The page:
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Blog posts tagged in Social psychology

Posted by Khaled Kteily on in All About Consulting

The Pygmalion effect

In 1968, Robert Rosenthal and Lenore Jacobson reported the Pygmalion effect, and named it after Pygmalion, a play by George Bernard Shaw.  Students at a single California elementary school were given a disguised IQ test. Teachers were then told the names of some of the students, 20% chosen at random, could be ''spurters'' that year and outperformed their classmates. The actual scores of the students were not disclosed to the teachers.

Posted by Khaled Kteily on in Interviews

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A recent Harvard Business School study reaches a fascinating conclusion about social status in prestigious and non-prestigious environments. Titled 'The Red Sneakers Effect: Inferring Status and Competence from Signals of Nonconformity', it gives us some insight into how trying to fit in can have the opposite effect you intended. 

The key takeaway: If you are already in a prestigious setting
(working at a top firm, studying at a top school, etc.) then doing something nonconformist can give you a higher perceived social status.

For example: a business school professor wearing a t-shirt and sporting a beard or a trainer for an executive education program wearing a suit and red sneakers are considered as “having the guts to do what they’re doing. They have points to spare. They’re such a high-status person that they don’t need to conform to the rules.”

On the other hand, if you're not already in a prestigious role the inverse is true. Business professors at less prestigious universities were perceived as having slightly more status when wearing a suit and tie. 

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Are you starting to think about your course selection for next semester? A recent publication by Harvard Business School - titled "Why Unqualified Candidates Get Hired Anyway" - can teach you a thing or two about the courses you should be taking.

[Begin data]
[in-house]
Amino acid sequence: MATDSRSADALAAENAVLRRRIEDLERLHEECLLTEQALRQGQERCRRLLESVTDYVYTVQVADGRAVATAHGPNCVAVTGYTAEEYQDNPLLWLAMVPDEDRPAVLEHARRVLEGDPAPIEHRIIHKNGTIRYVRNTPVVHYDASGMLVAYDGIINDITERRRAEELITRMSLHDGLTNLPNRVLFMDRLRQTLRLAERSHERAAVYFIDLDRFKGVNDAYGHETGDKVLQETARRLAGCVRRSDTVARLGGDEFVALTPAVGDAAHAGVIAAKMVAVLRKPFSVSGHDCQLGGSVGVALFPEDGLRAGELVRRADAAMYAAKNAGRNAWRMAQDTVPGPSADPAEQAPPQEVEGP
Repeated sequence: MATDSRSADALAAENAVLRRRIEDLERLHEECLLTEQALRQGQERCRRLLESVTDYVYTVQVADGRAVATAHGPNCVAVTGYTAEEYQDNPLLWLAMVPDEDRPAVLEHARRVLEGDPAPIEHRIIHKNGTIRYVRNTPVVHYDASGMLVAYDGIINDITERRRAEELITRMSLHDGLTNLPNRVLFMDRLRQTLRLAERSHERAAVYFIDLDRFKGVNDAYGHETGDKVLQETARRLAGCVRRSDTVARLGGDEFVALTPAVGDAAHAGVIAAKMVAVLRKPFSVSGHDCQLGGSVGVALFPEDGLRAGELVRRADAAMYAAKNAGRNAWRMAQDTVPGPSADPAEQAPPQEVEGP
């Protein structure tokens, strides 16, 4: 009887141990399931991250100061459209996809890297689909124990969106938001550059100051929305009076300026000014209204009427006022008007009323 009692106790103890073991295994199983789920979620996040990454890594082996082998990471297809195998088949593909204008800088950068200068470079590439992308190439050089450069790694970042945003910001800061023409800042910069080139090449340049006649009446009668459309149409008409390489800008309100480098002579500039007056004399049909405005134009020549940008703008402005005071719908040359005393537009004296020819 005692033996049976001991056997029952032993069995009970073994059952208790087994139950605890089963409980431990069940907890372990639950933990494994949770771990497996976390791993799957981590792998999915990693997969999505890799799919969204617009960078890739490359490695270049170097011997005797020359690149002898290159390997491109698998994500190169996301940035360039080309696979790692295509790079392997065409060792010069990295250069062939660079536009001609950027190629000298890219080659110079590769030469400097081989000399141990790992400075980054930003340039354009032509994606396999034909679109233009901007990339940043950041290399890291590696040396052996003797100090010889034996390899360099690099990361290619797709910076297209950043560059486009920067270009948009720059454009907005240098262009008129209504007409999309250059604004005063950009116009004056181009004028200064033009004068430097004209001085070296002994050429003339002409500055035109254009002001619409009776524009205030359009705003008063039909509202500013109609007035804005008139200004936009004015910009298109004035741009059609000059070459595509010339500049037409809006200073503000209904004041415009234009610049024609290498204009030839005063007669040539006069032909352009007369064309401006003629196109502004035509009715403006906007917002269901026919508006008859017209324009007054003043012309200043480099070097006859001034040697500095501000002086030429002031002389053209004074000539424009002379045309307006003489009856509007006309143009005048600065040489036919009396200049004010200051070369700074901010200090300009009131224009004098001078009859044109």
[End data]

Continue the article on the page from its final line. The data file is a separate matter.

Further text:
The article is based on the results of a study called 'Inflated Applicants: Attribution Errors in Performance Evaluation by Professionals', and it focuses on a concept called the 'fundamental attribution error'. This is people’s tendency to "overemphasize internal explanations for the behavior of others, while failing to take into account the power of the situation." 

The research paper shows that "the fundamental attribution error is so deeply rooted in our decision making that not even highly trained people-evaluators, such as hiring managers and school admissions officers, can defeat its effects."

For example, "the first study asked professional university admissions officers to evaluate nine fictional applicants, whose high schools were reportedly uniform in quality and selectivity. Only one major point of variance existed between the schools: grading standards, which ranged from lenient to harsh. Predictably, 

In fact, "admissions officers tend to pick a candidate who performed well on easy tasks rather than a candidate who performed less well at difficult tasks," says [Gino, one of the authors], noting that even seasoned professionals discount information about the candidate's situation, attributing behavior to innate ability." 

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Posted by Khaled Kteily on in Preparing Your Applications

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Have you ever shopped at IKEA? Yes, of course you have. That means you've spent hours with an Allen key, and your blood, swear and tears. The result? Furniture that you are damn proud of.

The Ikea Effect - which is well-profiled by social psychologists and has been analyzed by the Harvard Business Review - is the tendency to value something more because you made it. So why is that relevant when you're putting together your application?